Pity poor Richard Gasquet.
The Frenchman all but hung his head—oh wait, he did that also—this week at the ATP World Tour Finals in London's O2 Arena. He didn't win a round-robin match against the game's elite stars. (Then again, the guy did have to play Novak Djokovic and Roger Federer back to back.) On the evening of his last match in the event, his coach, Riccardo Piatti, ditched him for presumably greener pastures, whether or not that terrain involves advising another tennis pro.
After two years at the helm of Gasquet's development, and in a year in which the workhorse made good on his race to clinch a spot in the showcase London finale, Piatti has seemingly abandoned his charge. Gasquet rightly deflected queries about Piatti's disappearance to the coach who himself unceremoniously quit. To be sure, Piatti needs to own this defection of sorts.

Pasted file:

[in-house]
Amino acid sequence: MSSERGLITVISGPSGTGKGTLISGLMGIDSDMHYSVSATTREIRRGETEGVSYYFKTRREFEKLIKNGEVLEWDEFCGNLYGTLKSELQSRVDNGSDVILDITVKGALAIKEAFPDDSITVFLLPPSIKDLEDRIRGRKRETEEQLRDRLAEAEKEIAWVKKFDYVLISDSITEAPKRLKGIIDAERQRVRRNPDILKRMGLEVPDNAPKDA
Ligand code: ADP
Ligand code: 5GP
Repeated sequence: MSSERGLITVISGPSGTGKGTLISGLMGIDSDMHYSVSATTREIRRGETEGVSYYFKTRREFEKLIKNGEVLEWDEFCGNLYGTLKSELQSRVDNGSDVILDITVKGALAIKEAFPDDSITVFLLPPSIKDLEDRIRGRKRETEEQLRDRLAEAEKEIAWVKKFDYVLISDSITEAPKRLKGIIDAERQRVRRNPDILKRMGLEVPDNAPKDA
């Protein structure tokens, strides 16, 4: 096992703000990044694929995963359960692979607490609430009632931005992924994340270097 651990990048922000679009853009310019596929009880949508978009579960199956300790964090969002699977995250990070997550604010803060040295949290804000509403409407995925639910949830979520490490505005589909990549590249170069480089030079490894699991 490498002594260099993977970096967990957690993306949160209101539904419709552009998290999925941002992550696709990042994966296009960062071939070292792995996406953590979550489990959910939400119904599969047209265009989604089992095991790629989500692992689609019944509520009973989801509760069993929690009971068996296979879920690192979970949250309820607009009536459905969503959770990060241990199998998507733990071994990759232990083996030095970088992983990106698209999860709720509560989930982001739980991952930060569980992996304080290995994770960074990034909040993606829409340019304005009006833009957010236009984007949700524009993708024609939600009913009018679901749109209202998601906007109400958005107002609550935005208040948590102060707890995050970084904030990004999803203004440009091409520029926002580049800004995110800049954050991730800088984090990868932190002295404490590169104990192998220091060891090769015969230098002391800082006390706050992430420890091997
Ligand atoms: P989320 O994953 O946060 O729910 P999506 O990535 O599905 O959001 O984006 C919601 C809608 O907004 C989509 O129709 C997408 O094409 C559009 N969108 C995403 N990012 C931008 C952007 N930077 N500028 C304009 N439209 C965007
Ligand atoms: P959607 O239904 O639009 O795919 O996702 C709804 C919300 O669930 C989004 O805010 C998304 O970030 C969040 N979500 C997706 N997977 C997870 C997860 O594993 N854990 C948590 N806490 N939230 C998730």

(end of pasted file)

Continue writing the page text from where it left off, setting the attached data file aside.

We won't go so far as to say that Gasquet deserves it, in a karmic sense of the world, for how he spoke recently about Marion Bartoli. Even so, it must sting to be on the short end of the stick before once more wielding his battleaxe backhand this season.
Granted, Gasquet does have former top pro Sebastien Grosjean on his side. Still, that compatriot wasn't playing a lead role in Gasquet's career. It's hard to see how he might take his advisee's repertoire to yet another level—and that's just what he needs.
The Spin got to thinking: He's coached two other stars, both of them all-timers at that, who had gorgeous one-handed backhands—what about Paul Annacone as Gasquet's next co-lead? Stranger things have happened.
What do you make of Piatti's apparently out-of-the-blue departure? Have you heard of similarly untimely coach-player splits? Well, there was Jimmy Connors's fleeting stay in Maria Sharapova's camp—but now that seems a blip on the radar of this 2013 season, and in light of the fact that the Russian hasn't lifted a racquet for a sanctioned WTA tour match since the breakage.
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